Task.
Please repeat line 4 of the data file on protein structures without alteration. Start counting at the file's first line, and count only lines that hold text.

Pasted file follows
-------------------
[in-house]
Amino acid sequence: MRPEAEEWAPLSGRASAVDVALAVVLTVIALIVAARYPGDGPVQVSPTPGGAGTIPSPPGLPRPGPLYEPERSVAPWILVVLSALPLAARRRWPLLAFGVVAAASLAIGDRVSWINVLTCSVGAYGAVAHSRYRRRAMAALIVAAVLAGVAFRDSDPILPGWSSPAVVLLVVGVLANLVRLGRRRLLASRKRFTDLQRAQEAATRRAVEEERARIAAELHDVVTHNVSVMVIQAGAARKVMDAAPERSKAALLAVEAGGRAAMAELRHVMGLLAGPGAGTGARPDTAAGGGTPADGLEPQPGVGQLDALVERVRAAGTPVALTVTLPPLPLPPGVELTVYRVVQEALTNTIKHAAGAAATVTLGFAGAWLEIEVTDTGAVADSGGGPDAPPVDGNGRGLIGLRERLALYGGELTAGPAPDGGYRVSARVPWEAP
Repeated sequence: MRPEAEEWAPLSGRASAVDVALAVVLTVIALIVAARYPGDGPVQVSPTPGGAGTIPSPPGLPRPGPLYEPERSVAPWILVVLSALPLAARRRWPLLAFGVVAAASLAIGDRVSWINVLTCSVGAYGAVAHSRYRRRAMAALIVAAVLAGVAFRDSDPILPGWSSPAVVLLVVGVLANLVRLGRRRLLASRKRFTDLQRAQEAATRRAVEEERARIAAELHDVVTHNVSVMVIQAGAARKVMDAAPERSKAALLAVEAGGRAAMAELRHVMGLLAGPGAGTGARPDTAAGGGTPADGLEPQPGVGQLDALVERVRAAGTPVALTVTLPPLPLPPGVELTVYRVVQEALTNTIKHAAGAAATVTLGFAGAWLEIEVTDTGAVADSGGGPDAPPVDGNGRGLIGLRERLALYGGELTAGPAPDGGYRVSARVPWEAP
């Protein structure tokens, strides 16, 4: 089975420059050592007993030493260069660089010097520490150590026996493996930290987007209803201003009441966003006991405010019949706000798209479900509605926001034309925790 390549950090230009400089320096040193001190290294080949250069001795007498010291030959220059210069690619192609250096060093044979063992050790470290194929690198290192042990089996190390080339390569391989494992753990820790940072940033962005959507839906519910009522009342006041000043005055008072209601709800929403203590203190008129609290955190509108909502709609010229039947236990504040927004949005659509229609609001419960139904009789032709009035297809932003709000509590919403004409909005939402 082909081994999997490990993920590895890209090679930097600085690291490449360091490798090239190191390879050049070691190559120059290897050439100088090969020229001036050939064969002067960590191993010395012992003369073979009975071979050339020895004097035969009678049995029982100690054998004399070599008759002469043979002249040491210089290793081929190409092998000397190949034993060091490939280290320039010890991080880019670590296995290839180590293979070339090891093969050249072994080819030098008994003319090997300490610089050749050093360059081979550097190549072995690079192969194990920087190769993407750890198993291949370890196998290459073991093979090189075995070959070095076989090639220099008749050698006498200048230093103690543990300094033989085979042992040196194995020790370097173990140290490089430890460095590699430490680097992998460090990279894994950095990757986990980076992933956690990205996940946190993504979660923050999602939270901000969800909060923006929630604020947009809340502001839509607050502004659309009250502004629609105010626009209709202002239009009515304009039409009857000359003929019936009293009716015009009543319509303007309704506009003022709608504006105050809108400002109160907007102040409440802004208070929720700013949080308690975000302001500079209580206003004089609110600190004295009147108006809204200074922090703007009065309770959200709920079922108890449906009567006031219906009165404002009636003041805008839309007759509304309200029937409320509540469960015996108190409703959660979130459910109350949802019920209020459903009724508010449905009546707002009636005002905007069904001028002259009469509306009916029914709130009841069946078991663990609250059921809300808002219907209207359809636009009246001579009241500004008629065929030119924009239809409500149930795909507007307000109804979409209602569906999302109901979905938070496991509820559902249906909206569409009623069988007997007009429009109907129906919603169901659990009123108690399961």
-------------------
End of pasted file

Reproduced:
């Protein structure tokens, strides 16, 4: 089975420059050592007993030493260069660089010097520490150590026996493996930290987007209803201003009441966003006991405010019949706000798209479900509605926001034309925790 390549950090230009400089320096040193001190290294080949250069001795007498010291030959220059210069690619192609250096060093044979063992050790470290194929690198290192042990089996190390080339390569391989494992753990820790940072940033962005959507839906519910009522009342006041000043005055008072209601709800929403203590203190008129609290955190509108909502709609010229039947236990504040927004949005659509229609609001419960139904009789032709009035297809932003709000509590919403004409909005939402 082909081994999997490990993920590895890209090679930097600085690291490449360091490798090239190191390879050049070691190559120059290897050439100088090969020229001036050939064969002067960590191993010395012992003369073979009975071979050339020895004097035969009678049995029982100690054998004399070599008759002469043979002249040491210089290793081929190409092998000397190949034993060091490939280290320039010890991080880019670590296995290839180590293979070339090891093969050249072994080819030098008994003319090997300490610089050749050093360059081979550097190549072995690079192969194990920087190769993407750890198993291949370890196998290459073991093979090189075995070959070095076989090639220099008749050698006498200048230093103690543990300094033989085979042992040196194995020790370097173990140290490089430890460095590699430490680097992998460090990279894994950095990757986990980076992933956690990205996940946190993504979660923050999602939270901000969800909060923006929630604020947009809340502001839509607050502004659309009250502004629609105010626009209709202002239009009515304009039409009857000359003929019936009293009716015009009543319509303007309704506009003022709608504006105050809108400002109160907007102040409440802004208070929720700013949080308690975000302001500079209580206003004089609110600190004295009147108006809204200074922090703007009065309770959200709920079922108890449906009567006031219906009165404002009636003041805008839309007759509304309200029937409320509540469960015996108190409703959660979130459910109350949802019920209020459903009724508010449905009546707002009636005002905007069904001028002259009469509306009916029914709130009841069946078991663990609250059921809300808002219907209207359809636009009246001579009241500004008629065929030119924009239809409500149930795909507007307000109804979409209602569906999302109901979905938070496991509820559902249906909206569409009623069988007997007009429009109907129906919603169901659990009123108690399961």